Beyond: Two Souls Review — Supernaturally Bad Storytelling
The story, set in a version of our world in which the spiritual plane (called, ridiculously, the “infraworld” in-game) can be accessed and exploited by the living, follows Jodie’s life from early childhood until her late 20s. Raised in a government research facility, her supernatural abilities and her connection to Aiden were studied and, through training, refined. Later conscripted by the Central Intelligence Agency, then trained with particular emphasis on her abilities as a national security asset, she is eventually turned into a high-value black ops resource.
Through a few plot contrivances, she eventually discovers the truth about the government’s research of her supernatural gifts and its link to what can only be called a spiritual cold war, and ultimately learns to come to terms with her traumatic life.
Quantic Dream tells the story anachronistically, jumping around to different points throughout Jodie’s life. The conceit is a clever attempt to mimic associative memory, with plot points occurring in order of relevance to the game’s overall themes (such as they are). Superficially, it even works. Lots of individual moments, like as a sequence that begins with a fight atop a moving train, are riveting when considered separate from the main story. It should also be noted that the core concepts go far to creating one of the more interesting fictional universes we’ve seen in a long time.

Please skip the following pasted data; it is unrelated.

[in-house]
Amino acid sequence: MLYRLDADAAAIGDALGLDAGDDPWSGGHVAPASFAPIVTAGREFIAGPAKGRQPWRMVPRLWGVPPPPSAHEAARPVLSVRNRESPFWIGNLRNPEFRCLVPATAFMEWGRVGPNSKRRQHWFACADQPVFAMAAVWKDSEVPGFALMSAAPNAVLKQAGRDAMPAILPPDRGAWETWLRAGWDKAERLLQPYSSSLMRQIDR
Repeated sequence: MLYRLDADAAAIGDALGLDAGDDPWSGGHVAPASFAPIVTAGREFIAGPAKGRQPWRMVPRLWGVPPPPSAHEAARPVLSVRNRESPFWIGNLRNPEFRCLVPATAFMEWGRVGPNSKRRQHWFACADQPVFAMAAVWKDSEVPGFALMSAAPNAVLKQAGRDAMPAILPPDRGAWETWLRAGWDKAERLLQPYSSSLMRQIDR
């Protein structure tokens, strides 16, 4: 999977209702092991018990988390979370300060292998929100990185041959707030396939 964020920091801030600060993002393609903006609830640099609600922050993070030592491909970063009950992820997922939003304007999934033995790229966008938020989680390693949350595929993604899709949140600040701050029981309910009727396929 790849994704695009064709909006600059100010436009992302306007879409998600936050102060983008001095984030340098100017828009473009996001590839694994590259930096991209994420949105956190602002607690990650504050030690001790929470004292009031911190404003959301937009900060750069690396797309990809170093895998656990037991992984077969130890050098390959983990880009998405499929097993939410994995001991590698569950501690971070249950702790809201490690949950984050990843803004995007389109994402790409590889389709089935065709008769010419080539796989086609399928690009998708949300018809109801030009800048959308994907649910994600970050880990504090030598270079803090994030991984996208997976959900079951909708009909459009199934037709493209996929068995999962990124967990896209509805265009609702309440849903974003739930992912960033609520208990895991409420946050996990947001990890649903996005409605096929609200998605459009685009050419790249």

But anachronistic order is difficult thing to pull off even for the best storytellers. When used effectively, it’s powerful. Something as commonplace as the reveal of a secret in the past, held back until the last possible moment, can sharply re-contextualize an entire story. But in order to be effective, you still need elements like, say, foreshadowing to make the reveal effective. That’s precisely what Beyond: Two Souls lacks.
Beyond: Two Souls spends the last 20 percent of the game piling on reveal after reveal. Some of them pop up in the story’s past, some of them in the story’s present. But the problem, particularly a very big one that sets the final sequence of the game in motion, is that the setups for each of these reveals happens so shortly before the reveals themselves that they feel unearned. Literally, you’ll find out some all-important tidbit that happened in Jodie’s past, and it will pay off in the very next scene. Further, with one exception, these reveals’ only context is their setups, with no supporting material in the larger narrative.
Imagine if you only heard the name Keyser Soze five minutes before the end of The Usual Suspects and you’re close to what fails here. And beyond the lack of support written into the game for the overload of reveals, the game story falls apart in ways that were perfectly avoidable. More than once, Jodie will express emotions or make decisions that are baffling without any further information that puts them into context — context that is subsequently never provided. Worse, a few major plot points are never adequately placed into context with the rest of the story: when you finish, you’re left frustrated that you spent so much time playing those levels for no payoff.